Programme of Events


Tal-y-llyn Heritage Centre
Tal-y-llyn Heritage Centre




Visit this charming little former Welsh country chapel for a truly unique experience of Welsh Culture, FOUND NO-WHERE ELSE IN WALES! The purpose of the Centre is to welcome visitors and to give a taste of the History and Culture of Wales through a varied programme of “live interpretation and entertainment…….” You can be transported to the realms of magic and romance through ancient stories re-told, meet fascinating characters who shaped history, be steeped in the musical traditions of Welsh harp tunes and folk songs….. Yes, and even get to grips with the Welsh language so that the pronunciation of those place names will be a problem no more! You’ll be surprised how easy it is…… guaranteed!

Experience a real Welsh welcome …….with complimentary refreshment included.

Also an exhibition of Old Tal-y-llyn Photographs




Description of the various Topics in the Programme:

            This year visitors to Wales are being greeted with a special emphasis on our wonderful coastline. Our beaches and off-shore islands have always been star attractions but this year we’re going further. We’re opening up the gamut of historic and heroic sea-faring stories connected with commerce and adventure when sea-faring was a way of life around the Welsh coast. We hope that you will enjoy delving with us into this jewelled treasure chest.                                   

For groups, any item from this programme can be set up outside of these dates and conducted in Welsh or English. We invite you to sit back and enjoy the sea – on dry land!


Of Pirates and Parrots

A       With its 350 miles of coastline, dramatically indented with coves, caves and tidal estuaries, seafaring has long been a way of life in coastal Wales. Welsh ships sailed the high seas for trade, but also on their decks flamboyantly strode pirates and smugglers – such as Harry Morgan who became the Governor of Jamaica! Come and shake his hand at Ystradgwyn Centre!

Welsh Sea Shanties

B        Going to sea in a boat, however attractive, is hard work handling cargo and preventing the ropes, anchors and sails from getting into a tangle. And Oh! the the hiraeth of being so far from home! Heave ho! Singing sea shanties raised the spirits and got the work done……Listen to a few and maybe learn one?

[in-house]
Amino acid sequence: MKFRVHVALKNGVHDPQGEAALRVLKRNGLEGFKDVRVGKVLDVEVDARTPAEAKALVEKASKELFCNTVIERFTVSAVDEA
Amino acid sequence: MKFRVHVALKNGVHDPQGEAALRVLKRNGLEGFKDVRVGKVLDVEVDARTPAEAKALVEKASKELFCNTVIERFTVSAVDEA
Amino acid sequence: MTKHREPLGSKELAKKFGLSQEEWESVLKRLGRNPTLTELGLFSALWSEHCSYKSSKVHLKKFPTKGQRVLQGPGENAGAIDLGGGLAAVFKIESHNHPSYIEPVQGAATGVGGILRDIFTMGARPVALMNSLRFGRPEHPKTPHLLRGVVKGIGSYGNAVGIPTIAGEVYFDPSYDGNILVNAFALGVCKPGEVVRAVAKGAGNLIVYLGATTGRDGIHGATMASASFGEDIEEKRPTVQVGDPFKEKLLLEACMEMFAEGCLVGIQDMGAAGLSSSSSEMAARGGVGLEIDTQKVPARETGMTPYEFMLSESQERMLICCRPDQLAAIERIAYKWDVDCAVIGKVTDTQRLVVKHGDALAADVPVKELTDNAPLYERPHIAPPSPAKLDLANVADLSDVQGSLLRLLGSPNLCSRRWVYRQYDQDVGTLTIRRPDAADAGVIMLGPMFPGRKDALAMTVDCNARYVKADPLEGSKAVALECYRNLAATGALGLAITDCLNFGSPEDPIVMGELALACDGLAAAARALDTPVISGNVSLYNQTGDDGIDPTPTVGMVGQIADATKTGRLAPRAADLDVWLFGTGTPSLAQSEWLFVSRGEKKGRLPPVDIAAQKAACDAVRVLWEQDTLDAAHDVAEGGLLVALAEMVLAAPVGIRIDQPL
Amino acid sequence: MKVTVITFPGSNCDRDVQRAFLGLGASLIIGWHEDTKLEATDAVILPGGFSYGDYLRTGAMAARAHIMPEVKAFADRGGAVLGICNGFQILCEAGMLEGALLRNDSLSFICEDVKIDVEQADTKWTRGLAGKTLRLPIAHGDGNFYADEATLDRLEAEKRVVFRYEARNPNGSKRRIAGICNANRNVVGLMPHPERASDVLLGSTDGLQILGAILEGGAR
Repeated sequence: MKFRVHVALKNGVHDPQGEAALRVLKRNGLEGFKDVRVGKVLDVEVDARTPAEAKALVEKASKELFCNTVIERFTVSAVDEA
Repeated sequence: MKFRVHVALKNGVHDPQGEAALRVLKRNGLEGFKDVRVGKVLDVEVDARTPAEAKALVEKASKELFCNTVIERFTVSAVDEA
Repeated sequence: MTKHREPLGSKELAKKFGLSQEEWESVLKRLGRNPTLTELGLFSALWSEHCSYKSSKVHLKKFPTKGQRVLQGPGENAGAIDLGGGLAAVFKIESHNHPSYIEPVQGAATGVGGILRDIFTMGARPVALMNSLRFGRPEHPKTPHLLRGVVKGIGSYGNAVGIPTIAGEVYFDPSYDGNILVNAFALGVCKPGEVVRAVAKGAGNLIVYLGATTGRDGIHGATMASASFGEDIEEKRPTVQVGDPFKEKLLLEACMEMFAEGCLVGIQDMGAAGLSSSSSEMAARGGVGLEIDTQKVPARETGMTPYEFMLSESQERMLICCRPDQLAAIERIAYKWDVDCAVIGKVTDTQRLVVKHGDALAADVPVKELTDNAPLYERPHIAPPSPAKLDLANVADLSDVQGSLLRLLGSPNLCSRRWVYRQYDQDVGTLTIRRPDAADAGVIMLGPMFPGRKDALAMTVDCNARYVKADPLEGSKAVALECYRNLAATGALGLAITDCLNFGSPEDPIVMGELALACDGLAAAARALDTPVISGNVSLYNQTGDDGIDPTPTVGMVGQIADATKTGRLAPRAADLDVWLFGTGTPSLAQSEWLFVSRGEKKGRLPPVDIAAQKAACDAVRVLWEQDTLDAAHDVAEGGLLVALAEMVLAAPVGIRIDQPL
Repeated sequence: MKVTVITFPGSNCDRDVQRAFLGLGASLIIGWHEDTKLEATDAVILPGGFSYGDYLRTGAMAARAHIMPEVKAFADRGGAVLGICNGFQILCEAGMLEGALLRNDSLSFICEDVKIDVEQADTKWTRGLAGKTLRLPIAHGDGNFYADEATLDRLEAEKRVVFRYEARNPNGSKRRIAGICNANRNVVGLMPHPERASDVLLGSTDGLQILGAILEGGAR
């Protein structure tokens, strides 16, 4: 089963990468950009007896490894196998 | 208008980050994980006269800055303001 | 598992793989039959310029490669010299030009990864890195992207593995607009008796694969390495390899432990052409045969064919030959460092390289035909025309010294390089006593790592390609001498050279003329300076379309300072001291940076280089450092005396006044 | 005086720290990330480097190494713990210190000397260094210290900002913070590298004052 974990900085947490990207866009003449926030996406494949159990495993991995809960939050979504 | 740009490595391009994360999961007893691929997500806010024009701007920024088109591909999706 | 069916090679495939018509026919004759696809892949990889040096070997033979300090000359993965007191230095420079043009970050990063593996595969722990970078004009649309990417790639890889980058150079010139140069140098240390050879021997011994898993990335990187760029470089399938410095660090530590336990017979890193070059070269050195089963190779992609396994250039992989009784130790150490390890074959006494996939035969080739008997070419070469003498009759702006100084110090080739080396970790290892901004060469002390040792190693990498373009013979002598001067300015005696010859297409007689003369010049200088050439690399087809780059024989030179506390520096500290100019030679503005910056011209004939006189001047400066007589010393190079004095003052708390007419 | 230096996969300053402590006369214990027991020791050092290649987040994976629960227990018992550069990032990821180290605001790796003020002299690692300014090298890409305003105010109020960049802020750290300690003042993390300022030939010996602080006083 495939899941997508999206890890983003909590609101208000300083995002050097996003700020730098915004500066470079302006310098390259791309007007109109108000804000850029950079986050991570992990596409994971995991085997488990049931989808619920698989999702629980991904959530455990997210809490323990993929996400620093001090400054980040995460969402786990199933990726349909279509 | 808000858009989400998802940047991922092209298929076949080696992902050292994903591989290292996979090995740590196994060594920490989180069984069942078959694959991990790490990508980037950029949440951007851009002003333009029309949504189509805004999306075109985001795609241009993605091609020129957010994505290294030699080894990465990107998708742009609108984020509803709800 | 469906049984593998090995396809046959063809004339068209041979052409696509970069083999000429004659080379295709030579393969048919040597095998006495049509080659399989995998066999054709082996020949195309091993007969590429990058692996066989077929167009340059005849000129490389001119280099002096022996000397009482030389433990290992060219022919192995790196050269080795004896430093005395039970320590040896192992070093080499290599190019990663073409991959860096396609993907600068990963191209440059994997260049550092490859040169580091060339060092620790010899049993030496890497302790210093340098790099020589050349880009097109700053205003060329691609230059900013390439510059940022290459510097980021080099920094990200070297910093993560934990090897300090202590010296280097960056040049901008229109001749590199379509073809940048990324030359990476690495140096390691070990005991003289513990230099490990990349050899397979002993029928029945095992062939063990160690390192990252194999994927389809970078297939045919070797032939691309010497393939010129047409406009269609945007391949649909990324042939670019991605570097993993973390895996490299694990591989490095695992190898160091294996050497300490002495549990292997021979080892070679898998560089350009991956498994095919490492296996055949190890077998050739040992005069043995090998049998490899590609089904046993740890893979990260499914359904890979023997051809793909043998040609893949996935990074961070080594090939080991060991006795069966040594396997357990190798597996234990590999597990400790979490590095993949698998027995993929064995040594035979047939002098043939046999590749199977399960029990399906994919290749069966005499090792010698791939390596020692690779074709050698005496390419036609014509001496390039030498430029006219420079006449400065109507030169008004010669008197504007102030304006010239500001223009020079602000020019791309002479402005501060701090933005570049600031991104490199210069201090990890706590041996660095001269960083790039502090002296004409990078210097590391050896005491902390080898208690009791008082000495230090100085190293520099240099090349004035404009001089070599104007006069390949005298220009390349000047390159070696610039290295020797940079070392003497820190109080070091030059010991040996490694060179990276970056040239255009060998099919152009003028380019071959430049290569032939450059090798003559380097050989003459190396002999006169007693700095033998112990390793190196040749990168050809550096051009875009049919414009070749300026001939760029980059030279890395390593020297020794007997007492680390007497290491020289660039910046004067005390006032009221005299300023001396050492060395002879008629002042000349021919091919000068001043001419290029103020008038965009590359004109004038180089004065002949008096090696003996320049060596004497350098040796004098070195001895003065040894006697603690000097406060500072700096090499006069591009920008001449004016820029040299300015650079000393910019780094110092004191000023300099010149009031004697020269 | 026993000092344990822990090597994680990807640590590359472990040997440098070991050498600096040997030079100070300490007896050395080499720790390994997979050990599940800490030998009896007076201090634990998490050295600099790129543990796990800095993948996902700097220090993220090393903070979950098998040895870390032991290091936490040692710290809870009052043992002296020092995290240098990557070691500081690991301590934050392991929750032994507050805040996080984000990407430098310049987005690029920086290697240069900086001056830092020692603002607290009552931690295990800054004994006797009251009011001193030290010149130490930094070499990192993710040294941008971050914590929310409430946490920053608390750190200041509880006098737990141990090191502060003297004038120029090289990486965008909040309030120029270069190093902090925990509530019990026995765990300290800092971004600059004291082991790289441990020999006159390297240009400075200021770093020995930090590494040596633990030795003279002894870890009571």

Legends of the sea

C           Many Welsh legends are connected (surprisingly?) with water – lakes, wells and, of course, the sea. Sit back and enjoy some of the most famous ones: The Bells of Aberdyfi; Dwynwen, Patron Saint of Lovers; The Treachery  of Dunravon and, from the ancient Mabinogion, Branwen, Daughter of Llyr.

Local Ship-building and Trade

D           The Welsh became a vigorous ship building nation in the nineteenth century due to an abundance of oak for construction and coal and slate for export. Coastal settlements, especially on the western seaboard, became bustling sea  ports that echoed to the sound of hammer and saw as elegant two and three masted brigs were built to trade locally and as far away as China and South America.                                                                                                                 

Escape to Freedom?

E            Drop anchor at Ystradgwyn and eavesdrop on stories of fantastic voyages. Oppression regarding land tenure, language and religion as well as depression in the coal and slate mines turned people’s faces towards the sea for escape, mainly to the United States and Patagonia, where thousands of their descendants continue to fly the Welsh flag with pride. By contrast, protesters such as Twm Carnabwth and Dai Cantwr, were forced to face the ordeal of a horrific  journey in a convict ship to far-away Australia, often for trivial offences or involvement in revolts.   



Program Of Events

June 5 A July 31 A
June 12 B August 2 B
June 19 C August 14 C
June 26 D August 16 D
July 10 E August 21 E
July 12 A August 23 A
July 17 B August 31 C
July 19 C  September 4 D
July 24 D  September  E
 July 26   E      








           JUNE – SEPTEMBER   2018

Admittance : Adults £4, Children £1.50

  Complimentary Tea and Welsh Cakes!

Proceeds towards maintenance and local charities.

     Booking not necessary but helpful.

          3.00 – 4.30pm

Telephone 01654 761312; e-mail:

Thank you for your support and I hope you enjoy this year’s “Sea-faring” programme.

Hwyl Fawr! Cheers!

Marian Rees